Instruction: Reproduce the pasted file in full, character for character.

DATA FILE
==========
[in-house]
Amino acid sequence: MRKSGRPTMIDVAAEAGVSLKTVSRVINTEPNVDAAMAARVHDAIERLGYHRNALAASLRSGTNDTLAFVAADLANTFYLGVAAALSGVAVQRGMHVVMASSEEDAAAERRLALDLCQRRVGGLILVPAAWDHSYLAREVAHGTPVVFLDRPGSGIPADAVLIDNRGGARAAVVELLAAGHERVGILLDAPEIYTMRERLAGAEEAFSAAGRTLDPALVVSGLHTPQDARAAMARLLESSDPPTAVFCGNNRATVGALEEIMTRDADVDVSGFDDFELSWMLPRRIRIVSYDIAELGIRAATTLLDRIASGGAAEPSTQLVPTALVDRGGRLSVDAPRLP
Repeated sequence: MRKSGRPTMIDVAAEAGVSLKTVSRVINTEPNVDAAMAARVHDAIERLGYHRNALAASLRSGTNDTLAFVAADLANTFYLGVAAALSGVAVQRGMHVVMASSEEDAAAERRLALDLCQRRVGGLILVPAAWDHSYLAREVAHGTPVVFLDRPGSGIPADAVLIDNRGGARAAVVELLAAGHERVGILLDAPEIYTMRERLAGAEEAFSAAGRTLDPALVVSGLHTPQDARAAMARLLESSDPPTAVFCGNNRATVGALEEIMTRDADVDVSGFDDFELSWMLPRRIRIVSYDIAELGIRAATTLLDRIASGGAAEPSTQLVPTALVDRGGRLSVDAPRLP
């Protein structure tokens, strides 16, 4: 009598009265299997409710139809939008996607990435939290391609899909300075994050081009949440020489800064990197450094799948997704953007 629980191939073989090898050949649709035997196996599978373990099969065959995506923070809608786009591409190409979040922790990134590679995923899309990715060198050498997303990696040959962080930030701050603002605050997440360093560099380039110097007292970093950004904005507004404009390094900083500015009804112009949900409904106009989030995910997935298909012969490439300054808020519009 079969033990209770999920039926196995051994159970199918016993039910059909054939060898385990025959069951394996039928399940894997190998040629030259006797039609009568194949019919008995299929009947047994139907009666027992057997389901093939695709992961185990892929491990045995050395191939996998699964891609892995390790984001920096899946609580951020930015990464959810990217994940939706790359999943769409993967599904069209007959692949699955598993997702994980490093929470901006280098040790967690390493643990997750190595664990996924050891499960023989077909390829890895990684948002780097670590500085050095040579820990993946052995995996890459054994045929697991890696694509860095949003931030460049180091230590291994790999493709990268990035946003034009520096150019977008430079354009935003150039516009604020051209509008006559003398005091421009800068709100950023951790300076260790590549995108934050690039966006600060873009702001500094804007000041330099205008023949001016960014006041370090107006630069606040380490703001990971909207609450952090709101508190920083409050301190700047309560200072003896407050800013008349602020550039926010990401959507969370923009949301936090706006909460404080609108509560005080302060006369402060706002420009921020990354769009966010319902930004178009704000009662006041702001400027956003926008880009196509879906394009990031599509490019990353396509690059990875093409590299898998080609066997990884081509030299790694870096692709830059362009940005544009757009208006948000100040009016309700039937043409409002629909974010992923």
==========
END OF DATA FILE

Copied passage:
[in-house]
Amino acid sequence: MRKSGRPTMIDVAAEAGVSLKTVSRVINTEPNVDAAMAARVHDAIERLGYHRNALAASLRSGTNDTLAFVAADLANTFYLGVAAALSGVAVQRGMHVVMASSEEDAAAERRLALDLCQRRVGGLILVPAAWDHSYLAREVAHGTPVVFLDRPGSGIPADAVLIDNRGGARAAVVELLAAGHERVGILLDAPEIYTMRERLAGAEEAFSAAGRTLDPALVVSGLHTPQDARAAMARLLESSDPPTAVFCGNNRATVGALEEIMTRDADVDVSGFDDFELSWMLPRRIRIVSYDIAELGIRAATTLLDRIASGGAAEPSTQLVPTALVDRGGRLSVDAPRLP
Repeated sequence: MRKSGRPTMIDVAAEAGVSLKTVSRVINTEPNVDAAMAARVHDAIERLGYHRNALAASLRSGTNDTLAFVAADLANTFYLGVAAALSGVAVQRGMHVVMASSEEDAAAERRLALDLCQRRVGGLILVPAAWDHSYLAREVAHGTPVVFLDRPGSGIPADAVLIDNRGGARAAVVELLAAGHERVGILLDAPEIYTMRERLAGAEEAFSAAGRTLDPALVVSGLHTPQDARAAMARLLESSDPPTAVFCGNNRATVGALEEIMTRDADVDVSGFDDFELSWMLPRRIRIVSYDIAELGIRAATTLLDRIASGGAAEPSTQLVPTALVDRGGRLSVDAPRLP
């Protein structure tokens, strides 16, 4: 009598009265299997409710139809939008996607990435939290391609899909300075994050081009949440020489800064990197450094799948997704953007 629980191939073989090898050949649709035997196996599978373990099969065959995506923070809608786009591409190409979040922790990134590679995923899309990715060198050498997303990696040959962080930030701050603002605050997440360093560099380039110097007292970093950004904005507004404009390094900083500015009804112009949900409904106009989030995910997935298909012969490439300054808020519009 079969033990209770999920039926196995051994159970199918016993039910059909054939060898385990025959069951394996039928399940894997190998040629030259006797039609009568194949019919008995299929009947047994139907009666027992057997389901093939695709992961185990892929491990045995050395191939996998699964891609892995390790984001920096899946609580951020930015990464959810990217994940939706790359999943769409993967599904069209007959692949699955598993997702994980490093929470901006280098040790967690390493643990997750190595664990996924050891499960023989077909390829890895990684948002780097670590500085050095040579820990993946052995995996890459054994045929697991890696694509860095949003931030460049180091230590291994790999493709990268990035946003034009520096150019977008430079354009935003150039516009604020051209509008006559003398005091421009800068709100950023951790300076260790590549995108934050690039966006600060873009702001500094804007000041330099205008023949001016960014006041370090107006630069606040380490703001990971909207609450952090709101508190920083409050301190700047309560200072003896407050800013008349602020550039926010990401959507969370923009949301936090706006909460404080609108509560005080302060006369402060706002420009921020990354769009966010319902930004178009704000009662006041702001400027956003926008880009196509879906394009990031599509490019990353396509690059990875093409590299898998080609066997990884081509030299790694870096692709830059362009940005544009757009208006948000100040009016309700039937043409409002629909974010992923």